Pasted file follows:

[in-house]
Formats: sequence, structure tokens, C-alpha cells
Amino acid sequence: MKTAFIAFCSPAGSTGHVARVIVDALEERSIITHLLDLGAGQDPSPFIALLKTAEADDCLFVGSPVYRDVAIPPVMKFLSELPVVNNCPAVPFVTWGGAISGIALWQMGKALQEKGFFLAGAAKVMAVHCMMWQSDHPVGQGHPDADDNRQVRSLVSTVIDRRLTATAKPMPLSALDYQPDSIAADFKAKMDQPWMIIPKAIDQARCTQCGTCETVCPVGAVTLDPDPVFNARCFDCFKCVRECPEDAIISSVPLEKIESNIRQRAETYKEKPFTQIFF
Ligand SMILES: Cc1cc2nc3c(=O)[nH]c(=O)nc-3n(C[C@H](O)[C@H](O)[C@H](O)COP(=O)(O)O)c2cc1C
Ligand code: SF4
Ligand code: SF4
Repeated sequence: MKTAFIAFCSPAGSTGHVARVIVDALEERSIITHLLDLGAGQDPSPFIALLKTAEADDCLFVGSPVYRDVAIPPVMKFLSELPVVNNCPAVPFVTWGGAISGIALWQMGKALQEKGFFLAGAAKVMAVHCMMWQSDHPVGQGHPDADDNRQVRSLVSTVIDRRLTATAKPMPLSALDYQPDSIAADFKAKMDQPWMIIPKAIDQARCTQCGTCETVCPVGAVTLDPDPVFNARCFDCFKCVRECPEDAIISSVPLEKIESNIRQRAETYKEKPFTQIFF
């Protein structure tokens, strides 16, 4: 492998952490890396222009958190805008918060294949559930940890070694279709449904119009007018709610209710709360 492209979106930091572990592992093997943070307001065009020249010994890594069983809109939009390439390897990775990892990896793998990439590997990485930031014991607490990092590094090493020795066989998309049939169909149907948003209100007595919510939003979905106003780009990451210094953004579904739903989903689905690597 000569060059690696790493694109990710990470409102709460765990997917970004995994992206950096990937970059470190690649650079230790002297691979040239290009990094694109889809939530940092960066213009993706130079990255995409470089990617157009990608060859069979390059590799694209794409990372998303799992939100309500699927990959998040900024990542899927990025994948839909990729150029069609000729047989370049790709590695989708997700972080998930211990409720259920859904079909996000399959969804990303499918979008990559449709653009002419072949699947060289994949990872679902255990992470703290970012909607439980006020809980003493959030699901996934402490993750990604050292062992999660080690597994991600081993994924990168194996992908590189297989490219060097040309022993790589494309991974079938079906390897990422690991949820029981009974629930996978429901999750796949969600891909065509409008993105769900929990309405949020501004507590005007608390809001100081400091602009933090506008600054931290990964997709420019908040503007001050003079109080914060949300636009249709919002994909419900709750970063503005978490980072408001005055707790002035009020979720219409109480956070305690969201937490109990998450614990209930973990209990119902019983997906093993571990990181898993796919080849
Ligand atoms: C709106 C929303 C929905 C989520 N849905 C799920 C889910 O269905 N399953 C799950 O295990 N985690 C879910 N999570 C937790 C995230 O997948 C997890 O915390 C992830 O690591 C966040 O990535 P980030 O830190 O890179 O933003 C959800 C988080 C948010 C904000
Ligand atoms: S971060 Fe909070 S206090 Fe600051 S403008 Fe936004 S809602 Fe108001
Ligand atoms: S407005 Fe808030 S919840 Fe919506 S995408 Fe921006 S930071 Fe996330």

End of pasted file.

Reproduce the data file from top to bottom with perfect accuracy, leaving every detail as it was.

[in-house]
Formats: sequence, structure tokens, C-alpha cells
Amino acid sequence: MKTAFIAFCSPAGSTGHVARVIVDALEERSIITHLLDLGAGQDPSPFIALLKTAEADDCLFVGSPVYRDVAIPPVMKFLSELPVVNNCPAVPFVTWGGAISGIALWQMGKALQEKGFFLAGAAKVMAVHCMMWQSDHPVGQGHPDADDNRQVRSLVSTVIDRRLTATAKPMPLSALDYQPDSIAADFKAKMDQPWMIIPKAIDQARCTQCGTCETVCPVGAVTLDPDPVFNARCFDCFKCVRECPEDAIISSVPLEKIESNIRQRAETYKEKPFTQIFF
Ligand SMILES: Cc1cc2nc3c(=O)[nH]c(=O)nc-3n(C[C@H](O)[C@H](O)[C@H](O)COP(=O)(O)O)c2cc1C
Ligand code: SF4
Ligand code: SF4
Repeated sequence: MKTAFIAFCSPAGSTGHVARVIVDALEERSIITHLLDLGAGQDPSPFIALLKTAEADDCLFVGSPVYRDVAIPPVMKFLSELPVVNNCPAVPFVTWGGAISGIALWQMGKALQEKGFFLAGAAKVMAVHCMMWQSDHPVGQGHPDADDNRQVRSLVSTVIDRRLTATAKPMPLSALDYQPDSIAADFKAKMDQPWMIIPKAIDQARCTQCGTCETVCPVGAVTLDPDPVFNARCFDCFKCVRECPEDAIISSVPLEKIESNIRQRAETYKEKPFTQIFF
């Protein structure tokens, strides 16, 4: 492998952490890396222009958190805008918060294949559930940890070694279709449904119009007018709610209710709360 492209979106930091572990592992093997943070307001065009020249010994890594069983809109939009390439390897990775990892990896793998990439590997990485930031014991607490990092590094090493020795066989998309049939169909149907948003209100007595919510939003979905106003780009990451210094953004579904739903989903689905690597 000569060059690696790493694109990710990470409102709460765990997917970004995994992206950096990937970059470190690649650079230790002297691979040239290009990094694109889809939530940092960066213009993706130079990255995409470089990617157009990608060859069979390059590799694209794409990372998303799992939100309500699927990959998040900024990542899927990025994948839909990729150029069609000729047989370049790709590695989708997700972080998930211990409720259920859904079909996000399959969804990303499918979008990559449709653009002419072949699947060289994949990872679902255990992470703290970012909607439980006020809980003493959030699901996934402490993750990604050292062992999660080690597994991600081993994924990168194996992908590189297989490219060097040309022993790589494309991974079938079906390897990422690991949820029981009974629930996978429901999750796949969600891909065509409008993105769900929990309405949020501004507590005007608390809001100081400091602009933090506008600054931290990964997709420019908040503007001050003079109080914060949300636009249709919002994909419900709750970063503005978490980072408001005055707790002035009020979720219409109480956070305690969201937490109990998450614990209930973990209990119902019983997906093993571990990181898993796919080849
Ligand atoms: C709106 C929303 C929905 C989520 N849905 C799920 C889910 O269905 N399953 C799950 O295990 N985690 C879910 N999570 C937790 C995230 O997948 C997890 O915390 C992830 O690591 C966040 O990535 P980030 O830190 O890179 O933003 C959800 C988080 C948010 C904000
Ligand atoms: S971060 Fe909070 S206090 Fe600051 S403008 Fe936004 S809602 Fe108001
Ligand atoms: S407005 Fe808030 S919840 Fe919506 S995408 Fe921006 S930071 Fe996330």